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Re: The Three Fund Portfolio

Post by BrandonBogle » Sat Nov 02, 2013 11:13 pm

For many, the simplicity of a 3 Fund portfolio is great and will provide a sufficient approximation of "everything" that the lack of complexity is worth the trade off in areas that may not give the complete picture.

That said, I personally feel that 3 Fund portfolio is a great core to then build/tilt from that foundation where/if necessary. For instance, I have some Vanguard LT Municipal in my taxable account. But it someone asked me for "basically" what portfolio I have, I would say its Taylor's Three Fund.

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Re: The Three Fund Portfolio

Post by LadyGeek » Sun Nov 03, 2013 10:18 am

Let me address this here, as it's relevant to the discussion. (Also, a belated welcome to the forum.)
Evolence wrote:Lady Geek, I definitely agree that by adding extra funds you are defeating the purpose of the "three fund portfolio" and it ceases to only be a three fund portfolio. But where I take issue is your statement-- "you are deviating from the total market." If anything, a portfolio that only includes equity and investment grade bond exposure is not truly indicative of the "total market" to begin with, because it is not capturing the risk and potential returns of other assets within the global economy. Is the trading of gold not also part of the "total" global economic market footprint? Same question regarding broad commodities.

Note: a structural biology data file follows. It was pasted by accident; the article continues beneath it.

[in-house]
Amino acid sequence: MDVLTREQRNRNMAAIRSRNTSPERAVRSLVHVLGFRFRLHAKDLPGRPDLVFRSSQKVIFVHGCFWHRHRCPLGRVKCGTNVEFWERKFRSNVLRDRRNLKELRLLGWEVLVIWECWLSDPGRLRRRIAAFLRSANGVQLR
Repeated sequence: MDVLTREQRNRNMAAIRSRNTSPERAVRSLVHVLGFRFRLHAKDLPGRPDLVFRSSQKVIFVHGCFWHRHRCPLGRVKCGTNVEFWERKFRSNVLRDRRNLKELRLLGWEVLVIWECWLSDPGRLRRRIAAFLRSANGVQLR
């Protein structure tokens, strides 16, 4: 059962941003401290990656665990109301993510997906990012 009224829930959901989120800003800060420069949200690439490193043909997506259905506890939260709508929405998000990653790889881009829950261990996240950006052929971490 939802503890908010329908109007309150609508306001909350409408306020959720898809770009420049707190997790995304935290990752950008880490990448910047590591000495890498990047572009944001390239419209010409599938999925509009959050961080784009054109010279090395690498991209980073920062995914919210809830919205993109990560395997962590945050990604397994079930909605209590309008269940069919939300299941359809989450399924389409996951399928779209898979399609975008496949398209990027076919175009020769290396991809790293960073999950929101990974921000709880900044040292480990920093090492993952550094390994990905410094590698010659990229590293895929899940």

Or is the theory that by having companies engaged in the exploration/production of gold/commodities in your equity exposure effectively capturing this economic footprint?

I'll expand the question to include bonds. The "total" marketplace includes high yield, bank loan, etc. bonds that are not included in the "Total Bond Market" portfolio. So in a sense, this portfolio is deviating from the "total market" by virtue of this exclusion.

Another area of interest is real estate. Publicly traded real estate is included in this portfolio. But there is an academic argument to be made that the "total market" exposure for the economic footprint of real estate is actually much larger than what is represented by a portfolio such as this-- due largely to the high amount of privately held real estate. It is for this reason that I have seen some convincing arguments that real estate should be overweighted relative to equity benchmarks.

First, the three-fund portfolio is a subset of a general category called Lazy portfolios - there are quite a lot of them. What they have in common is that they are "set and forget" portfolios, meaning that they are simple to manage and will do OK over the long term.

What's important here is that a lazy portfolio is not required to follow the "total market" approach". For example, David Swenson's lazy portfolio (uses REITs) or the Permanent Portfolio (discussed quite a lot in this forum). If you wish to include gold, real estate, or to have a higher exposure to another asset class, then pick from the selection shown.